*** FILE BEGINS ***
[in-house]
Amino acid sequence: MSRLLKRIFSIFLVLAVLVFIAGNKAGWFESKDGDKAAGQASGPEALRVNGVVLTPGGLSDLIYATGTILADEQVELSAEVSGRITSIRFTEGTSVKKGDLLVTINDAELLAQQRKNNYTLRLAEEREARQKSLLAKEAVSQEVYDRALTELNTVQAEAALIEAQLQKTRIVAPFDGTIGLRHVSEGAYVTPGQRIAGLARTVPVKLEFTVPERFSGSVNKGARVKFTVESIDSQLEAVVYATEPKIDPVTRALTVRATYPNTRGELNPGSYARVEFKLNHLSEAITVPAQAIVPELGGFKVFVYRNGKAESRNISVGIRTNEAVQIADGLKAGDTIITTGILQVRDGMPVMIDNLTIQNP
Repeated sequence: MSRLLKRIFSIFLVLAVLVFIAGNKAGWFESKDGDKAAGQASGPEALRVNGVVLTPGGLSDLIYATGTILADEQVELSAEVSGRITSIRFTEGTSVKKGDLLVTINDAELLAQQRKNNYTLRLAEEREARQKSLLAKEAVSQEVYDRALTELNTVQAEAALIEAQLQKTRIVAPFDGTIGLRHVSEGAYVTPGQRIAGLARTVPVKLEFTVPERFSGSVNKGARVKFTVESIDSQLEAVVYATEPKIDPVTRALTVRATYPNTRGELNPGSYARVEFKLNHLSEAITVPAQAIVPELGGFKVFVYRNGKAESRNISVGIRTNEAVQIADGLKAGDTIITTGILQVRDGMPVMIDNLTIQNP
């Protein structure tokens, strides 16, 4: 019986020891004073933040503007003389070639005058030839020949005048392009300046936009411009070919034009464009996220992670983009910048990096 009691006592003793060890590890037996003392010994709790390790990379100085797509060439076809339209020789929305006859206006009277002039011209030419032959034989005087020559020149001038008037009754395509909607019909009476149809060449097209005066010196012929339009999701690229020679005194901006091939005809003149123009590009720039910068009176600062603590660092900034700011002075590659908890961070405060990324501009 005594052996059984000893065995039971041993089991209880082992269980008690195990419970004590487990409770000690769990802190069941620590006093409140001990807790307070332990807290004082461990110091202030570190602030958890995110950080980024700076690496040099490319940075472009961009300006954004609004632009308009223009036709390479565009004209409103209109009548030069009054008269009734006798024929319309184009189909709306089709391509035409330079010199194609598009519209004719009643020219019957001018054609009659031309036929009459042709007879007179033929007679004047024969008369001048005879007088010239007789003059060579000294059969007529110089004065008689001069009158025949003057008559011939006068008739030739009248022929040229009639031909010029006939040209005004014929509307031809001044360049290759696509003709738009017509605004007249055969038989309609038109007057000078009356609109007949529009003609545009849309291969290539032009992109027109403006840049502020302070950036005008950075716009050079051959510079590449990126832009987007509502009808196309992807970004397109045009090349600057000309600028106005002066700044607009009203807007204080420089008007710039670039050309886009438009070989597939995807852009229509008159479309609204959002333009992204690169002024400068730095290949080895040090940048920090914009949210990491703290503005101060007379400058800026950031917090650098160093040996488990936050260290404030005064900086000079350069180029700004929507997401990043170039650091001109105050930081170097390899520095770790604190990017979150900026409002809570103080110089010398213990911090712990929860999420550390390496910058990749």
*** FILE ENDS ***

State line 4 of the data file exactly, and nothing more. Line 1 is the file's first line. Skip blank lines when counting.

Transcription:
């Protein structure tokens, strides 16, 4: 019986020891004073933040503007003389070639005058030839020949005048392009300046936009411009070919034009464009996220992670983009910048990096 009691006592003793060890590890037996003392010994709790390790990379100085797509060439076809339209020789929305006859206006009277002039011209030419032959034989005087020559020149001038008037009754395509909607019909009476149809060449097209005066010196012929339009999701690229020679005194901006091939005809003149123009590009720039910068009176600062603590660092900034700011002075590659908890961070405060990324501009 005594052996059984000893065995039971041993089991209880082992269980008690195990419970004590487990409770000690769990802190069941620590006093409140001990807790307070332990807290004082461990110091202030570190602030958890995110950080980024700076690496040099490319940075472009961009300006954004609004632009308009223009036709390479565009004209409103209109009548030069009054008269009734006798024929319309184009189909709306089709391509035409330079010199194609598009519209004719009643020219019957001018054609009659031309036929009459042709007879007179033929007679004047024969008369001048005879007088010239007789003059060579000294059969007529110089004065008689001069009158025949003057008559011939006068008739030739009248022929040229009639031909010029006939040209005004014929509307031809001044360049290759696509003709738009017509605004007249055969038989309609038109007057000078009356609109007949529009003609545009849309291969290539032009992109027109403006840049502020302070950036005008950075716009050079051959510079590449990126832009987007509502009808196309992807970004397109045009090349600057000309600028106005002066700044607009009203807007204080420089008007710039670039050309886009438009070989597939995807852009229509008159479309609204959002333009992204690169002024400068730095290949080895040090940048920090914009949210990491703290503005101060007379400058800026950031917090650098160093040996488990936050260290404030005064900086000079350069180029700004929507997401990043170039650091001109105050930081170097390899520095770790604190990017979150900026409002809570103080110089010398213990911090712990929860999420550390390496910058990749």